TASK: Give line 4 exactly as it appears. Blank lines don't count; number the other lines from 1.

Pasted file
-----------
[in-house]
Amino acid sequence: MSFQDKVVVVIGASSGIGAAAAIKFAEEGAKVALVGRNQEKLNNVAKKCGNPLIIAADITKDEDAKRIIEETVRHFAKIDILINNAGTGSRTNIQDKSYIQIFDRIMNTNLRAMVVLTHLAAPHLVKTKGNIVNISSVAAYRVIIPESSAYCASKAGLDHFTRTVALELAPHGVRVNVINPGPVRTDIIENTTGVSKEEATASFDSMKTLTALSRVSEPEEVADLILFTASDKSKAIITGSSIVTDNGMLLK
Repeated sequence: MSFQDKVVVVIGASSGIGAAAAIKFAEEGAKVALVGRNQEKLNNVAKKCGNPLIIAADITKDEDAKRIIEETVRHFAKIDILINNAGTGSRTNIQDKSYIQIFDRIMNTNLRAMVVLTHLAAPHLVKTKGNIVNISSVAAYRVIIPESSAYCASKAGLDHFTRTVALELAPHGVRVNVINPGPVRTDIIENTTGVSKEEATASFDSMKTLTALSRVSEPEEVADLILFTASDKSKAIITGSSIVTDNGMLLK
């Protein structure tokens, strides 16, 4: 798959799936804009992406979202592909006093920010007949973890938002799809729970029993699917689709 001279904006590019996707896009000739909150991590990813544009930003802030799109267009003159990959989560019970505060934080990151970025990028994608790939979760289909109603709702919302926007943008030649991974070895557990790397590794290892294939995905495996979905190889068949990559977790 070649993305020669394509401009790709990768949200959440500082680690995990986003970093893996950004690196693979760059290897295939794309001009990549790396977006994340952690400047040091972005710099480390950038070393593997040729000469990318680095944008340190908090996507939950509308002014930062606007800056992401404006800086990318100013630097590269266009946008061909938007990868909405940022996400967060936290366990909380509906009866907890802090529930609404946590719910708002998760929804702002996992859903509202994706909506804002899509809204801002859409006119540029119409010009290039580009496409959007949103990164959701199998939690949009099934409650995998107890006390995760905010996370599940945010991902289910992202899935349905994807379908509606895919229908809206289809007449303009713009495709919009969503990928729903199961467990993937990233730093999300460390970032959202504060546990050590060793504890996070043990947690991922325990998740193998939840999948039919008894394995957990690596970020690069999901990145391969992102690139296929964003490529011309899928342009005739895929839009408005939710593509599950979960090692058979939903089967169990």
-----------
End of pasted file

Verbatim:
């Protein structure tokens, strides 16, 4: 798959799936804009992406979202592909006093920010007949973890938002799809729970029993699917689709 001279904006590019996707896009000739909150991590990813544009930003802030799109267009003159990959989560019970505060934080990151970025990028994608790939979760289909109603709702919302926007943008030649991974070895557990790397590794290892294939995905495996979905190889068949990559977790 070649993305020669394509401009790709990768949200959440500082680690995990986003970093893996950004690196693979760059290897295939794309001009990549790396977006994340952690400047040091972005710099480390950038070393593997040729000469990318680095944008340190908090996507939950509308002014930062606007800056992401404006800086990318100013630097590269266009946008061909938007990868909405940022996400967060936290366990909380509906009866907890802090529930609404946590719910708002998760929804702002996992859903509202994706909506804002899509809204801002859409006119540029119409010009290039580009496409959007949103990164959701199998939690949009099934409650995998107890006390995760905010996370599940945010991902289910992202899935349905994807379908509606895919229908809206289809007449303009713009495709919009969503990928729903199961467990993937990233730093999300460390970032959202504060546990050590060793504890996070043990947690991922325990998740193998939840999948039919008894394995957990690596970020690069999901990145391969992102690139296929964003490529011309899928342009005739895929839009408005939710593509599950979960090692058979939903089967169990």